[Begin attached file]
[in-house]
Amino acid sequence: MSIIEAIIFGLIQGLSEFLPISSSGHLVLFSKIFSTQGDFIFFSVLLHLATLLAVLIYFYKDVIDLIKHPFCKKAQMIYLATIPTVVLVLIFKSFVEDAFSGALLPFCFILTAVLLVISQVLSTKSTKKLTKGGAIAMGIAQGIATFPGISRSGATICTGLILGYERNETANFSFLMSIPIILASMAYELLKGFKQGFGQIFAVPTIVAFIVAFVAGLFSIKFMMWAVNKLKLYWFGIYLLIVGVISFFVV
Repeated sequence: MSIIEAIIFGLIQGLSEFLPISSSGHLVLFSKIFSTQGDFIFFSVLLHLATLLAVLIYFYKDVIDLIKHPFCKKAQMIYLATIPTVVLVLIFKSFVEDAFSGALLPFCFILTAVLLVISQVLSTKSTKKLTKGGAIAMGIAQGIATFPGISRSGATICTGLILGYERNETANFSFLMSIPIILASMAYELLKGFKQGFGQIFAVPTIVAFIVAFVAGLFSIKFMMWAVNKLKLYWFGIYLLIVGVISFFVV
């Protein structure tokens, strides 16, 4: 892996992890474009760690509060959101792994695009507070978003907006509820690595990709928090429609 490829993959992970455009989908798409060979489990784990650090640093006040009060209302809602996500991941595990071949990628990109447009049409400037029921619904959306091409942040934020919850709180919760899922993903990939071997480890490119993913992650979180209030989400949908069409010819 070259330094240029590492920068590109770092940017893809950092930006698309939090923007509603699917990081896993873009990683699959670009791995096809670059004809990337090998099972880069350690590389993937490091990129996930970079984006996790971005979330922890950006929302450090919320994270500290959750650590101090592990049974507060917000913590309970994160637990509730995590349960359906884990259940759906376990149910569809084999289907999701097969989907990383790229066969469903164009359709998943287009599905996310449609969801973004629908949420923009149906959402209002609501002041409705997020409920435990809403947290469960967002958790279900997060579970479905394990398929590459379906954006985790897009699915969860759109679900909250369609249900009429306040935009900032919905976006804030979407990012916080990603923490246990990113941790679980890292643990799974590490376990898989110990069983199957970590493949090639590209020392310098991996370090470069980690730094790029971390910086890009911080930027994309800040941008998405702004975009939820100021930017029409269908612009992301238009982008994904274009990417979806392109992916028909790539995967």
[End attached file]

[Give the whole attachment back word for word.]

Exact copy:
[in-house]
Amino acid sequence: MSIIEAIIFGLIQGLSEFLPISSSGHLVLFSKIFSTQGDFIFFSVLLHLATLLAVLIYFYKDVIDLIKHPFCKKAQMIYLATIPTVVLVLIFKSFVEDAFSGALLPFCFILTAVLLVISQVLSTKSTKKLTKGGAIAMGIAQGIATFPGISRSGATICTGLILGYERNETANFSFLMSIPIILASMAYELLKGFKQGFGQIFAVPTIVAFIVAFVAGLFSIKFMMWAVNKLKLYWFGIYLLIVGVISFFVV
Repeated sequence: MSIIEAIIFGLIQGLSEFLPISSSGHLVLFSKIFSTQGDFIFFSVLLHLATLLAVLIYFYKDVIDLIKHPFCKKAQMIYLATIPTVVLVLIFKSFVEDAFSGALLPFCFILTAVLLVISQVLSTKSTKKLTKGGAIAMGIAQGIATFPGISRSGATICTGLILGYERNETANFSFLMSIPIILASMAYELLKGFKQGFGQIFAVPTIVAFIVAFVAGLFSIKFMMWAVNKLKLYWFGIYLLIVGVISFFVV
């Protein structure tokens, strides 16, 4: 892996992890474009760690509060959101792994695009507070978003907006509820690595990709928090429609 490829993959992970455009989908798409060979489990784990650090640093006040009060209302809602996500991941595990071949990628990109447009049409400037029921619904959306091409942040934020919850709180919760899922993903990939071997480890490119993913992650979180209030989400949908069409010819 070259330094240029590492920068590109770092940017893809950092930006698309939090923007509603699917990081896993873009990683699959670009791995096809670059004809990337090998099972880069350690590389993937490091990129996930970079984006996790971005979330922890950006929302450090919320994270500290959750650590101090592990049974507060917000913590309970994160637990509730995590349960359906884990259940759906376990149910569809084999289907999701097969989907990383790229066969469903164009359709998943287009599905996310449609969801973004629908949420923009149906959402209002609501002041409705997020409920435990809403947290469960967002958790279900997060579970479905394990398929590459379906954006985790897009699915969860759109679900909250369609249900009429306040935009900032919905976006804030979407990012916080990603923490246990990113941790679980890292643990799974590490376990898989110990069983199957970590493949090639590209020392310098991996370090470069980690730094790029971390910086890009911080930027994309800040941008998405702004975009939820100021930017029409269908612009992301238009982008994904274009990417979806392109992916028909790539995967």